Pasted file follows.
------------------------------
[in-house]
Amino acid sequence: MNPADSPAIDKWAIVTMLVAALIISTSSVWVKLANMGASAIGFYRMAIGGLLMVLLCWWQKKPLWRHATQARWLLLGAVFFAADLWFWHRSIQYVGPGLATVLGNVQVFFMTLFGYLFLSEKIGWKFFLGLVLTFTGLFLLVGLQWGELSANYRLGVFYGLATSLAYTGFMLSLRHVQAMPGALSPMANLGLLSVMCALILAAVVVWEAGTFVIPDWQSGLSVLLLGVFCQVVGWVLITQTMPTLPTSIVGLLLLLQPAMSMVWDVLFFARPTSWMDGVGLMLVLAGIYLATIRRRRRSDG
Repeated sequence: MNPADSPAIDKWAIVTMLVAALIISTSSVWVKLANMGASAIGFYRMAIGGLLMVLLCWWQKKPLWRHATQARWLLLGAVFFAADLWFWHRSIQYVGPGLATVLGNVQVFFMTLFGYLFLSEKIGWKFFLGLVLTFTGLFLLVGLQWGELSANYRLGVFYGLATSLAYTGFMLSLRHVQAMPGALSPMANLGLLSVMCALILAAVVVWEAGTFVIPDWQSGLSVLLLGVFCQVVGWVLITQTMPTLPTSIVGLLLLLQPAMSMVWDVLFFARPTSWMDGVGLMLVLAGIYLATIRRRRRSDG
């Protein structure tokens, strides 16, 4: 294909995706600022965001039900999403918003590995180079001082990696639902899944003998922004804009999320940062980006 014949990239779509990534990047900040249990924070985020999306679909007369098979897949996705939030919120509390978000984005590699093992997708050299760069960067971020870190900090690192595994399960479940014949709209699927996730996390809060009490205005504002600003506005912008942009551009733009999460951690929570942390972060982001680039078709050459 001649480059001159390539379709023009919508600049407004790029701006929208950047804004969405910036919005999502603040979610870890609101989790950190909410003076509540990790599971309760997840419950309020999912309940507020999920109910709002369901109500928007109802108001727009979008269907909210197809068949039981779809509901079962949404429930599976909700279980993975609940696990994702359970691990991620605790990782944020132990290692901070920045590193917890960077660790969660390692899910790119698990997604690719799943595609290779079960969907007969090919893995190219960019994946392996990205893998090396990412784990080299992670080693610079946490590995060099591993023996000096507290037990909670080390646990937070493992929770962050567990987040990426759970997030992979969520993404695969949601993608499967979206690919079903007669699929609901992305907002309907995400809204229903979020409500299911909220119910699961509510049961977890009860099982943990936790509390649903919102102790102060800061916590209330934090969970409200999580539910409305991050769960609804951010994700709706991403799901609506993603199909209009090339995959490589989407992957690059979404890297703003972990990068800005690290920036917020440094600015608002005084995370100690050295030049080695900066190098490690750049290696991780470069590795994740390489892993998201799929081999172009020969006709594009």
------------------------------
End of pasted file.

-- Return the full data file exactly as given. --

[in-house]
Amino acid sequence: MNPADSPAIDKWAIVTMLVAALIISTSSVWVKLANMGASAIGFYRMAIGGLLMVLLCWWQKKPLWRHATQARWLLLGAVFFAADLWFWHRSIQYVGPGLATVLGNVQVFFMTLFGYLFLSEKIGWKFFLGLVLTFTGLFLLVGLQWGELSANYRLGVFYGLATSLAYTGFMLSLRHVQAMPGALSPMANLGLLSVMCALILAAVVVWEAGTFVIPDWQSGLSVLLLGVFCQVVGWVLITQTMPTLPTSIVGLLLLLQPAMSMVWDVLFFARPTSWMDGVGLMLVLAGIYLATIRRRRRSDG
Repeated sequence: MNPADSPAIDKWAIVTMLVAALIISTSSVWVKLANMGASAIGFYRMAIGGLLMVLLCWWQKKPLWRHATQARWLLLGAVFFAADLWFWHRSIQYVGPGLATVLGNVQVFFMTLFGYLFLSEKIGWKFFLGLVLTFTGLFLLVGLQWGELSANYRLGVFYGLATSLAYTGFMLSLRHVQAMPGALSPMANLGLLSVMCALILAAVVVWEAGTFVIPDWQSGLSVLLLGVFCQVVGWVLITQTMPTLPTSIVGLLLLLQPAMSMVWDVLFFARPTSWMDGVGLMLVLAGIYLATIRRRRRSDG
């Protein structure tokens, strides 16, 4: 294909995706600022965001039900999403918003590995180079001082990696639902899944003998922004804009999320940062980006 014949990239779509990534990047900040249990924070985020999306679909007369098979897949996705939030919120509390978000984005590699093992997708050299760069960067971020870190900090690192595994399960479940014949709209699927996730996390809060009490205005504002600003506005912008942009551009733009999460951690929570942390972060982001680039078709050459 001649480059001159390539379709023009919508600049407004790029701006929208950047804004969405910036919005999502603040979610870890609101989790950190909410003076509540990790599971309760997840419950309020999912309940507020999920109910709002369901109500928007109802108001727009979008269907909210197809068949039981779809509901079962949404429930599976909700279980993975609940696990994702359970691990991620605790990782944020132990290692901070920045590193917890960077660790969660390692899910790119698990997604690719799943595609290779079960969907007969090919893995190219960019994946392996990205893998090396990412784990080299992670080693610079946490590995060099591993023996000096507290037990909670080390646990937070493992929770962050567990987040990426759970997030992979969520993404695969949601993608499967979206690919079903007669699929609901992305907002309907995400809204229903979020409500299911909220119910699961509510049961977890009860099982943990936790509390649903919102102790102060800061916590209330934090969970409200999580539910409305991050769960609804951010994700709706991403799901609506993603199909209009090339995959490589989407992957690059979404890297703003972990990068800005690290920036917020440094600015608002005084995370100690050295030049080695900066190098490690750049290696991780470069590795994740390489892993998201799929081999172009020969006709594009």